As if increased skeletal muscle tissue and increased bone health was not enough, it also promotes cartilage resynthesis and overall healthy joints. In vivo, collagen hydrolysate (CH) and prolyl-hydroxyproline (Pro-Hyp) inhibited the loss of chondrocytes and thinning of the articular cartilage layer caused by phosphorus-induced degradation. In the in vitro study, CH and Pro-Hyp did not affect chondrocyte proliferation but inhibited their differentiation into mineralized chondrocytes. A combination of amino acids such as proline, hydroxyproline and prolyl-hydroxyprolyl-glycine did not affect chondrocyte proliferation or differentiation. Moreover, CH and Pro-Hyp caused two and threefold increases, respectively, in the staining area of glycosaminoglycan in the extracellular matrix of ATDC5 cells. RT-PCR indicated that Pro-Hyp increased the aggrecan mRNA level approximately twofold and decreased the Runx1 and osteocalcin mRNA levels by two-thirds and one-tenth, respectively (4.) Even more so, Shaw et al actually looked at vitamin c enriched gelatin supplementation before intermittent activity and how it augments collagen synthesis. Their study had eight healthy male subjects who completed a randomized, double-blinded, crossover-design study in which they consumed either 5 or 15 g of vitamin C-enriched gelatin or a placebo control. After the initial drink, blood was taken every 30 min to determine amino acid content in the blood. A larger blood sample was taken before and 1 h after consumption of gelatin for treatment of engineered ligaments. One hour after the initial supplement, the subjects completed 6 min of rope-skipping to stimulate collagen synthesis. This pattern of supplementation was repeated 3 times/d with ≥6 h between exercise bouts for 3 d. Blood was drawn before and 4, 24, 48, and 72 h after the first exercise bout for determination of amino-terminal propeptide of collagen I content. The results showed that supplementation with increasing amounts of gelatin increased circulating glycine, proline, hydroxyproline, and hydroxylysine, peaking 1 h after the supplement was given. Engineered ligaments treated for 6 d with serum from samples collected before or 1 h after subjects consumed a placebo or 5 or 15 g gelatin showed increased collagen content and improved mechanics. Subjects who took 15 g gelatin 1 h before exercise showed double the amino-terminal propeptide of collagen I in their blood, indicating increased collagen synthesis. They could conclude from this data that adding gelatin to an exercise program improves collagen synthesis and could play a beneficial role in injury prevention and tissue repair (5.)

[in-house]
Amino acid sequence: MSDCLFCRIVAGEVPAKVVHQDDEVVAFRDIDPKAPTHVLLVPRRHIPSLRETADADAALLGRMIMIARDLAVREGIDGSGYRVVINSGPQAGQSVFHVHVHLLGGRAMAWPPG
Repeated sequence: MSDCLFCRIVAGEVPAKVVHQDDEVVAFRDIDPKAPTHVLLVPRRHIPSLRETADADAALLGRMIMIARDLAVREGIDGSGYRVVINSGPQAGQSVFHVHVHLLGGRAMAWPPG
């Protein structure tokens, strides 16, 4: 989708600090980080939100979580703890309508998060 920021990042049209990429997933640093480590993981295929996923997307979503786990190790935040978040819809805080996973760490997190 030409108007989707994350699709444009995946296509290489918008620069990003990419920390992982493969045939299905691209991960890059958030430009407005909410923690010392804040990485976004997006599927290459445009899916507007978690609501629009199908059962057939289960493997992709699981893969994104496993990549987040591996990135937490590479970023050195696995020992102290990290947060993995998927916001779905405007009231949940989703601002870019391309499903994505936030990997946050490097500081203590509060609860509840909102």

Gelatin, or more specifically hydroxyprolylglycine, clearly has more benefits than just satisfying a sweet tooth. From increased hypertrophy to increased bone/joint health, its a very simple addition you can make to your daily diet protocol to enhance progression.


  1. Identification of food-derived collagen peptides in human blood after oral ingestion of gelatin hydrolysates. Iwai K, Hasegawa T, Taguchi Y, Morimatsu F, Sato K, Nakamura Y, Higashi A, Kido Y, Nakabo Y, Ohtsuki K. J Agric Food Chem. 2005 (
  2. The collagen derived dipeptide hydroxyprolyl-glycine promotes C2C12 myoblast differentiation and myotube hypertrophy. Kitakaze T, Sakamoto T, Kitano T, Inoue N, Sugihara F, Harada N, Yamaji R. Biochem Biophys Res Commun. 2016 (
  3. Collagen-derived dipeptide prolyl-hydroxyproline promotes differentiation of MC3T3-E1 osteoblastic cells. Yoshifumi Kimira, Kana Ogura, Yuri Taniuchi, Aya Kataoka, Naoki Inoue, Fumihito Sugihara, Sachie Nakatani, Jun Shimizu, Masahiro Wada, Hiroshi Mano. Biochem Biophys Res Commun. 2014 (
  4. Chondroprotective effect of the bioactive peptide prolyl-hydroxyproline in mouse articular cartilage in vitro and in vivo. Nakatani S, Mano H, Sampei C, Shimizu J, Wada M. Osteoarthritis Cartilage. 2009 (
  5. Vitamin C–enriched gelatin supplementation before intermittent activity augments collagen synthesis. Gregory Shaw, Ann Lee-Barthel, Megan LR Ross, Bing Wang, Keith Baar. Am J Clin Nutr. 2017 (